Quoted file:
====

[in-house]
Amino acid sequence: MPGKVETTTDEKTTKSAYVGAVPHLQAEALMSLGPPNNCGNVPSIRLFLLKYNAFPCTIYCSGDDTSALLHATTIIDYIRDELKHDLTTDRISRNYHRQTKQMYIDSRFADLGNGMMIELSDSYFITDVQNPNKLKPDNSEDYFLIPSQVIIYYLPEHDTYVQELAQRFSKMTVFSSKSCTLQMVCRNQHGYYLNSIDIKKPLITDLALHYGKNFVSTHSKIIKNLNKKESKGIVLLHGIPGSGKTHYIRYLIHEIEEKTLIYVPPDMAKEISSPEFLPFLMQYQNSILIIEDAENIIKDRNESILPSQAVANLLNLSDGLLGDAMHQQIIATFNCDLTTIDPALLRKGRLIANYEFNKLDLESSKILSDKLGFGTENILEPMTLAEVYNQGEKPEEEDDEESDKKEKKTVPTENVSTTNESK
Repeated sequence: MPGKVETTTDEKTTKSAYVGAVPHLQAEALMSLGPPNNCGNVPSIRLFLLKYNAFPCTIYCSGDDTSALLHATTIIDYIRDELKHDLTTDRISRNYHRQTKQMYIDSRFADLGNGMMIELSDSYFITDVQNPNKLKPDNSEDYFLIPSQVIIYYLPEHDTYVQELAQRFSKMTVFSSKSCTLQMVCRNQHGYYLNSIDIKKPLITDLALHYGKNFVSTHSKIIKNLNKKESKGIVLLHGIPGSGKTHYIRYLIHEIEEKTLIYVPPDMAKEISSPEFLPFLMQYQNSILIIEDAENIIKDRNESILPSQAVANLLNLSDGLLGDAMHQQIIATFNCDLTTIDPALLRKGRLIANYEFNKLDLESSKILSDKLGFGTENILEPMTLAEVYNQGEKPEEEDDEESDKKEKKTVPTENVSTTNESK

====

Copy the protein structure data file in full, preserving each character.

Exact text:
[in-house]
Amino acid sequence: MPGKVETTTDEKTTKSAYVGAVPHLQAEALMSLGPPNNCGNVPSIRLFLLKYNAFPCTIYCSGDDTSALLHATTIIDYIRDELKHDLTTDRISRNYHRQTKQMYIDSRFADLGNGMMIELSDSYFITDVQNPNKLKPDNSEDYFLIPSQVIIYYLPEHDTYVQELAQRFSKMTVFSSKSCTLQMVCRNQHGYYLNSIDIKKPLITDLALHYGKNFVSTHSKIIKNLNKKESKGIVLLHGIPGSGKTHYIRYLIHEIEEKTLIYVPPDMAKEISSPEFLPFLMQYQNSILIIEDAENIIKDRNESILPSQAVANLLNLSDGLLGDAMHQQIIATFNCDLTTIDPALLRKGRLIANYEFNKLDLESSKILSDKLGFGTENILEPMTLAEVYNQGEKPEEEDDEESDKKEKKTVPTENVSTTNESK
Repeated sequence: MPGKVETTTDEKTTKSAYVGAVPHLQAEALMSLGPPNNCGNVPSIRLFLLKYNAFPCTIYCSGDDTSALLHATTIIDYIRDELKHDLTTDRISRNYHRQTKQMYIDSRFADLGNGMMIELSDSYFITDVQNPNKLKPDNSEDYFLIPSQVIIYYLPEHDTYVQELAQRFSKMTVFSSKSCTLQMVCRNQHGYYLNSIDIKKPLITDLALHYGKNFVSTHSKIIKNLNKKESKGIVLLHGIPGSGKTHYIRYLIHEIEEKTLIYVPPDMAKEISSPEFLPFLMQYQNSILIIEDAENIIKDRNESILPSQAVANLLNLSDGLLGDAMHQQIIATFNCDLTTIDPALLRKGRLIANYEFNKLDLESSKILSDKLGFGTENILEPMTLAEVYNQGEKPEEEDDEESDKKEKKTVPTENVSTTNESK